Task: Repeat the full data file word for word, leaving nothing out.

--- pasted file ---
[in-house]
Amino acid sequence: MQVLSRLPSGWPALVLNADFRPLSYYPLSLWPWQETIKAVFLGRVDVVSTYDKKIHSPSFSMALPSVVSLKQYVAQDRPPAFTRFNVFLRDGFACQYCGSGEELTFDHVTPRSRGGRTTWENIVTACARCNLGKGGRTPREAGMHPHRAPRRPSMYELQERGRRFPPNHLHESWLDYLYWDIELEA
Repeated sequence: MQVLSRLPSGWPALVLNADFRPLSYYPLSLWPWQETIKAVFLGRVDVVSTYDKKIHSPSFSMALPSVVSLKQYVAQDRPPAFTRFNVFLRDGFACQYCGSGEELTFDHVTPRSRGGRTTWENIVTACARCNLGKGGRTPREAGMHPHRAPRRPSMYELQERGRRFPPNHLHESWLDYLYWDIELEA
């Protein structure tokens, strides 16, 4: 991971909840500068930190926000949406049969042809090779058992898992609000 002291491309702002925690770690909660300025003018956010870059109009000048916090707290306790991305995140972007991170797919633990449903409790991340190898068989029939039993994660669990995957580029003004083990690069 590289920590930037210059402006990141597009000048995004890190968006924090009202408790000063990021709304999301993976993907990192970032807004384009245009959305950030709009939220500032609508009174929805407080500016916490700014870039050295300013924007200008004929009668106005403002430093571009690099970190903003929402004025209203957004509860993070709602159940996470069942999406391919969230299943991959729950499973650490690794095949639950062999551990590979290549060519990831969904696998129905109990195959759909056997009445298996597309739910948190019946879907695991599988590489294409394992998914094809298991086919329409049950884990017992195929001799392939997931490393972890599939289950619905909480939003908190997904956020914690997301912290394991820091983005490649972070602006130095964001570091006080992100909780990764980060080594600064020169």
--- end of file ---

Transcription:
[in-house]
Amino acid sequence: MQVLSRLPSGWPALVLNADFRPLSYYPLSLWPWQETIKAVFLGRVDVVSTYDKKIHSPSFSMALPSVVSLKQYVAQDRPPAFTRFNVFLRDGFACQYCGSGEELTFDHVTPRSRGGRTTWENIVTACARCNLGKGGRTPREAGMHPHRAPRRPSMYELQERGRRFPPNHLHESWLDYLYWDIELEA
Repeated sequence: MQVLSRLPSGWPALVLNADFRPLSYYPLSLWPWQETIKAVFLGRVDVVSTYDKKIHSPSFSMALPSVVSLKQYVAQDRPPAFTRFNVFLRDGFACQYCGSGEELTFDHVTPRSRGGRTTWENIVTACARCNLGKGGRTPREAGMHPHRAPRRPSMYELQERGRRFPPNHLHESWLDYLYWDIELEA
């Protein structure tokens, strides 16, 4: 991971909840500068930190926000949406049969042809090779058992898992609000 002291491309702002925690770690909660300025003018956010870059109009000048916090707290306790991305995140972007991170797919633990449903409790991340190898068989029939039993994660669990995957580029003004083990690069 590289920590930037210059402006990141597009000048995004890190968006924090009202408790000063990021709304999301993976993907990192970032807004384009245009959305950030709009939220500032609508009174929805407080500016916490700014870039050295300013924007200008004929009668106005403002430093571009690099970190903003929402004025209203957004509860993070709602159940996470069942999406391919969230299943991959729950499973650490690794095949639950062999551990590979290549060519990831969904696998129905109990195959759909056997009445298996597309739910948190019946879907695991599988590489294409394992998914094809298991086919329409049950884990017992195929001799392939997931490393972890599939289950619905909480939003908190997904956020914690997301912290394991820091983005490649972070602006130095964001570091006080992100909780990764980060080594600064020169």